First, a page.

Monday, July 18, 2011

Italian debt: The Prequel

By special request- more on Italian debt!

So, how did Italy wind up in this dire state? In a word, tradition. By that I primarily mean two things. First, Italy has a long tradition of huge public debts. Second Italy is a traditional country- old ideas, old people.

Anyone who ever had the chance to see the old Italian Lira would certainly have noticed the large number of zeroes on each note. When Italy changed over to the Euro the Lira was valued at about 1900 Lira per 1 Euro. I complain now because I can only get one Euro for a $1.40. In Italy's 150 year history the only time the public debt was below 60% were the 30 years after the US eliminated Italy's debts through the Marshall Plan- Italy's golden years. It has breached the 100% level during four different periods for a total of about 40 years of its 150 year history.

So Italy has a long history of dealing with these problems. This near constant indebtedness led to the funny money quality of the Lira. Quick Econ 101 break: When a country is going broke, it usually has two weapons at its disposal- fiscal policy and monetary policy. Fiscal policy is what Washington is going nuts over right now- the budget. Spend less than you earn, and you can use some of that money to pay your debts. Of course, as Greece will tell you, a penny-pinching government ends up pinching everyone. Monetary policy is essentially when a government thumbs its nose at the people who loaned it money. They do this by devaluing the currency the debt is valued in. "What we owe 10 billion? Add another zero to the Lira!"

Using fiscal policy to get your way out of debt causes great short-term pain. Using monetary policy also causes short-term pain (inflation), but this is somewhat balanced by an entirely positive benefit- any company that exports just saw its products get 10 times cheaper in foreign markets.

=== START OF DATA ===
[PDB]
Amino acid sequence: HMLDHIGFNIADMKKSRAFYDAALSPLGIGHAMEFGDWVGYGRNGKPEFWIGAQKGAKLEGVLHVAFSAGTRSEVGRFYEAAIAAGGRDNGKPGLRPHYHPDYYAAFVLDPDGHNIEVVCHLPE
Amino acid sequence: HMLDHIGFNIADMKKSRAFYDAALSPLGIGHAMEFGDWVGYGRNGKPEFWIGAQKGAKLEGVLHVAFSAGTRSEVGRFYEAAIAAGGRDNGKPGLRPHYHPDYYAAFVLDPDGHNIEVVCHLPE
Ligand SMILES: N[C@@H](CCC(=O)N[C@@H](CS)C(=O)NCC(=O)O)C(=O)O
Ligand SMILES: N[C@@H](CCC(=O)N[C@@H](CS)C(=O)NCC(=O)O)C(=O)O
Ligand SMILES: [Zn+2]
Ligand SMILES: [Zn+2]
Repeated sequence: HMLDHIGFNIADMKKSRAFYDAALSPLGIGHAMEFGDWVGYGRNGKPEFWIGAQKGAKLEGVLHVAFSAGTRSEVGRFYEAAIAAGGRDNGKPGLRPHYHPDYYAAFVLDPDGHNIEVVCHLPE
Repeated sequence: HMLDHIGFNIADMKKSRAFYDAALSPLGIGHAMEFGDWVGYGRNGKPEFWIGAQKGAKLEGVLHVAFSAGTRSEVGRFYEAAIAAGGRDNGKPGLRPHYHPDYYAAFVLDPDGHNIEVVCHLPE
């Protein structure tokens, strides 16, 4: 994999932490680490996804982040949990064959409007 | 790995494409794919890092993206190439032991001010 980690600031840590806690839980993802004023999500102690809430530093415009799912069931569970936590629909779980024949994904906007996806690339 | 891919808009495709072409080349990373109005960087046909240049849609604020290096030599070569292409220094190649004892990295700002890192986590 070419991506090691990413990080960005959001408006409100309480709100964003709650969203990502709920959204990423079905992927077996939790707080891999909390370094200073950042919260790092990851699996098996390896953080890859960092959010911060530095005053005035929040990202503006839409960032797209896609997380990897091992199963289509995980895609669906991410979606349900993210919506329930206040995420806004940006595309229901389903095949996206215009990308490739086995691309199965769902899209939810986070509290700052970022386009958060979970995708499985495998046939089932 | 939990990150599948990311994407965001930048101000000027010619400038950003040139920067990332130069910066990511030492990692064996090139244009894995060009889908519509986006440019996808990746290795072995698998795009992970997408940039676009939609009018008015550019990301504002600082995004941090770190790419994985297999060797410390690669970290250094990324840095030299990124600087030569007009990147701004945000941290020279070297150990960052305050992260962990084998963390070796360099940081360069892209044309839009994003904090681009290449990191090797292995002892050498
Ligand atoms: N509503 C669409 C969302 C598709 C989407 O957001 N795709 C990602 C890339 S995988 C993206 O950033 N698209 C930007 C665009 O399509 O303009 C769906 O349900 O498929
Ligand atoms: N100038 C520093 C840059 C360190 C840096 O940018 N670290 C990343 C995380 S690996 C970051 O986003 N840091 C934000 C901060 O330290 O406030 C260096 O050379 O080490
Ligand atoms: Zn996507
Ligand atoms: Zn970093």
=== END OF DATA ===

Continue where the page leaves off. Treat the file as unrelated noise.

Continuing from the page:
But when Italy tightened its belt one last time in the early 90's to convince Europe to let it into the Euro, it meant the end of printing out new Lira to pay their debts. There could only be one monetary policy for all the countries in the Euro, and everyone knew the powerful Germans would really decide for everyone else. Why doesn't Germany/the EU just pull an Italy and inflate its way out of Greece/Ireland/Portugal/Italy's problems? Well, last time Germany tried printing money it needed to pay its debts it unleashed a hyperinflation so fierce only Hitler could solve it. You want to tell the Germans it's ok to try it again?

So Italy squeaked its way into the Euro by tightening its belt. But it wouldn't really be fair to say they hit the buffet bar hard after joining. Despite being in a period of glacial growth usually peaking at about 1% for over a decade now, there were no stimulus packages here. Still, they couldn't get the debt level below 105%, and then America went and started a global recession and Italy's debt moved up to its current perilous level of 120%.

Italy have been relatively disciplined for about 15 years now, and yet their debt is higher than ever. One important, unavoidable reason is age. Italy, contrary to outdated stereotypes, has had one of the world's lowest birth rates (currently around 1.5 children/female) for decades. This has left a country chocked full of old people. Two problems there: old people don't work, and they do collect state pensions. For years now people have rang alarms in America about the costs of supporting the Baby Boomers when they retire. Well America's generational crunch will be a fraction of what Italy has had to live through thanks to immigration and a relatively high birth rate even after the end of the Baby Boom. The only good news for Italy is that, opposite of the US, the proportion of the economy the government will have to fork over has already peaked. Good news for my kids, at least.

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